President Donald Trump on Thursday escalated his attack on the Federal Reserve's interest rate increases, asserting that "the Fed is out of control" and blaming it for this week's plunge in stock prices.
United States presidents have typically avoided commenting on the Federal Reserve's moves, wary of violating the Fed's independence. "I think the Fed has gone insane".
Higher interest rates tend to moderate economic growth and makes borrowing more expensive for the USA government as well as businesses and consumers. "I like to stay uninvolved", Trump said.
But it amounts to good news for the long-term direction of the economy. Still, while many investors might not concur with Dr. Trump's diagnosis, they might tend to agree with the underlying sentiment: US interest rate hikes are or are going to rain on the stock market's parade. And considering that the dividend yield of the S&P 500 is below two per cent, stocks might start to look less attractive to investors; a risk-free 3.2-ish return could be too juicy to resist.
Powell and Trump haven't personally discussed the matter, the Fed chair has said, but Trump's rhetoric has alarmed some Democrats and Republicans on Capitol Hill.
The Republican president told the presenters: "They're [Fed bankers are] making a big mistake".
Trump's latest criticism of the Federal Reserve gave investors another headache. "Certainly we have advocated that in all countries, and I think that the Fed is no exception", said Lagarde.
Google Plus to shut down after massive data breach
The Google Plus security blunder could still give the US Congress a reason to enforce tighter laws surrounding data collection. Going forward, Google could face legal action for its failure to report the security breach to the public.
It's stressful to watch the big market swings, but everything will probably beall right if Fed Chairman Jerome H. Powell keeps doing the right thing by shrugging of Trump's tweets.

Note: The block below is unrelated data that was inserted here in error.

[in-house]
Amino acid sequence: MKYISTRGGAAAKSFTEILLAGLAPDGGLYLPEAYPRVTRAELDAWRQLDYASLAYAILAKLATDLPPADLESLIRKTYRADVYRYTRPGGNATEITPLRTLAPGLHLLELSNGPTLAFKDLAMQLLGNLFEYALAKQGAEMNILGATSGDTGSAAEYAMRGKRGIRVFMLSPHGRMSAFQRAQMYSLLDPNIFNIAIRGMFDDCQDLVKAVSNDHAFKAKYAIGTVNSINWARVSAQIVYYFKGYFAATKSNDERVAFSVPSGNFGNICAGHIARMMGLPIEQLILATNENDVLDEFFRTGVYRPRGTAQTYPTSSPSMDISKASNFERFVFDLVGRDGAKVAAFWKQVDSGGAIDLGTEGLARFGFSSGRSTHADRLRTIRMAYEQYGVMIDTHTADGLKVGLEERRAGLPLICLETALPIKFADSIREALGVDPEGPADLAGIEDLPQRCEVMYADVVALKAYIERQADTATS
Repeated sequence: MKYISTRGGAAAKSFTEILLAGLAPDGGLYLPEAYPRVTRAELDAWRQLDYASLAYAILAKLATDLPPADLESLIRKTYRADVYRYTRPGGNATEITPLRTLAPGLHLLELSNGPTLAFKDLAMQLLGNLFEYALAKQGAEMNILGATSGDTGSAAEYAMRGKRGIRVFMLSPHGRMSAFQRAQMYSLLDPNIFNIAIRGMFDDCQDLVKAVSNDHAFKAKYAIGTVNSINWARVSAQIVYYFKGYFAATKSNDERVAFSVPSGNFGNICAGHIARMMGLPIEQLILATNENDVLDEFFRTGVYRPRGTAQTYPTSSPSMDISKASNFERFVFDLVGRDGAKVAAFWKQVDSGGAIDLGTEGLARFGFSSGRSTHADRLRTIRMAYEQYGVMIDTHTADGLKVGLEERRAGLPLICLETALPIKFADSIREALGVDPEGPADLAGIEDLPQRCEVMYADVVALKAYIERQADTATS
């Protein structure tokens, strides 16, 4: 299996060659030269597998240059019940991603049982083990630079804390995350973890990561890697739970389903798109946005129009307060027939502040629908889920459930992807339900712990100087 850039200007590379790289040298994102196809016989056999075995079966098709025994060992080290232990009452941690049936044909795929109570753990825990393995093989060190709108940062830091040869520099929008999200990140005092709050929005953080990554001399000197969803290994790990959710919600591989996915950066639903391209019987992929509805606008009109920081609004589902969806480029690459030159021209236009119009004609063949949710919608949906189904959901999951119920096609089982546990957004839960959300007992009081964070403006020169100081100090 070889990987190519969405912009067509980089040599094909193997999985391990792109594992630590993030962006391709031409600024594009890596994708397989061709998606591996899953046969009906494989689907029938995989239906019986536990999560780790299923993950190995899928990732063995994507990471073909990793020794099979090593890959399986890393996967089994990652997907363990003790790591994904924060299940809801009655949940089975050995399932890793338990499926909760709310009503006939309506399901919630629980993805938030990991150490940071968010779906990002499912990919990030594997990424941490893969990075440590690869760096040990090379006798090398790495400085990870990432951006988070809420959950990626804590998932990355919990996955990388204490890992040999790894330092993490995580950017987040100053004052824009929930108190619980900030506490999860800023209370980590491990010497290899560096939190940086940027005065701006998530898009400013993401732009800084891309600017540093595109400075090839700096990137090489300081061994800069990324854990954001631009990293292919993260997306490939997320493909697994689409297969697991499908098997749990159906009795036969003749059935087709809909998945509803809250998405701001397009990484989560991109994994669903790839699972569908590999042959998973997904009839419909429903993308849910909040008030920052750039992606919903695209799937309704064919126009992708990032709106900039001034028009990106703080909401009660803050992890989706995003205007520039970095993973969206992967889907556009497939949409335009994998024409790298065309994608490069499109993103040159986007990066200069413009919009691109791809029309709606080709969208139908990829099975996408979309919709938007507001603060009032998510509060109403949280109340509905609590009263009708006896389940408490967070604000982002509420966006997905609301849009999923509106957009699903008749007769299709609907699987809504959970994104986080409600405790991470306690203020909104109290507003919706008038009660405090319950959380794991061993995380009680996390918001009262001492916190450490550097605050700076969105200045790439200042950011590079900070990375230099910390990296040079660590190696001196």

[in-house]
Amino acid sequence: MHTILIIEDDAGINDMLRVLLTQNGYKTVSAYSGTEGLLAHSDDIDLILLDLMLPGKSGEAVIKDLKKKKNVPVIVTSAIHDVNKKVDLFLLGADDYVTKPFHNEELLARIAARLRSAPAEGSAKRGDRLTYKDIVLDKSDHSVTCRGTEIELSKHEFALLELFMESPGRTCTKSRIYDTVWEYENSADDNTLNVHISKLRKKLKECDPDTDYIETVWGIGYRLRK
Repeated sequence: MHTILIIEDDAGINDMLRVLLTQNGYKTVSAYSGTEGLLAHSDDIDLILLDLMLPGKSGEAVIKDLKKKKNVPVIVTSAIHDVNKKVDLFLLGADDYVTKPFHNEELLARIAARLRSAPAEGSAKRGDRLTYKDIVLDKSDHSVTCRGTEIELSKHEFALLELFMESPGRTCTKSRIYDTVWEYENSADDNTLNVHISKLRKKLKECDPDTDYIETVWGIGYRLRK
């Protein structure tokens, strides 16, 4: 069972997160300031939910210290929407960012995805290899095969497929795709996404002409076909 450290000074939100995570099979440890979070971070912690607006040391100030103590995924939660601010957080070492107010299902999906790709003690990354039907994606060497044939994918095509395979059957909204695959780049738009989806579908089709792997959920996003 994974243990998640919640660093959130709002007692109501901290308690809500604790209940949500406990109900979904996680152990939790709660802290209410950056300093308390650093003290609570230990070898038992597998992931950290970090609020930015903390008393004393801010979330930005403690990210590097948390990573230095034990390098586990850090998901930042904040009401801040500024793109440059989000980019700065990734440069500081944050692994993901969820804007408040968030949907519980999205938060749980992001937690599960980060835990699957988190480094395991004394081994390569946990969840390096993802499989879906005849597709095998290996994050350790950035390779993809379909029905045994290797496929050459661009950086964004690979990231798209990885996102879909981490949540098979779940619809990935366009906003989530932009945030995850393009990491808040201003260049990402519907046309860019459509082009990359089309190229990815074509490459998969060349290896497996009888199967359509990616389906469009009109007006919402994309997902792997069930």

"That is join the global stock market on the way down", said Gundlach, whose Los Angeles-based firm oversees about $123 billion.
The Federal Reserve issued no new comment in response to the president's remarks.
One reason why the Fed has been raising interest rates even with little sign of an inflation breakout is because the unemployment rate, which fell to 3.7 percent in September, is at a level that many officials expect will cause wage and price gains to accelerate over time.
Trump's politicking with interest rates has the potential to backfire.
Trump has been publicly criticizing the Federal Reserve - led by Chairman Jerome Powell, whom he appointed - since July for interest-rate increases and declared he was "not happy" in September after the third rate hike of the year. Powell defended the Fed's plans to raise interest rates gradually in the coming months, saying it was appropriate policy in such "extraordinary" economic times.
Analysts attribute some of the recent share price declines to sales by investors anxious that trade tensions will hurt growth, while trade tariffs and rising interest rates raise costs for businesses. He was persuaded by Treasury Secretary Steven Mnuchin that Powell, who was already a Fed governor, would be a force for stability. And tech stocks got hit particularly hard. He has repeatedly criticized the central bank for raising interest rates this year, decisions aimed at preventing the economy from overheating. I don't know what their problem is.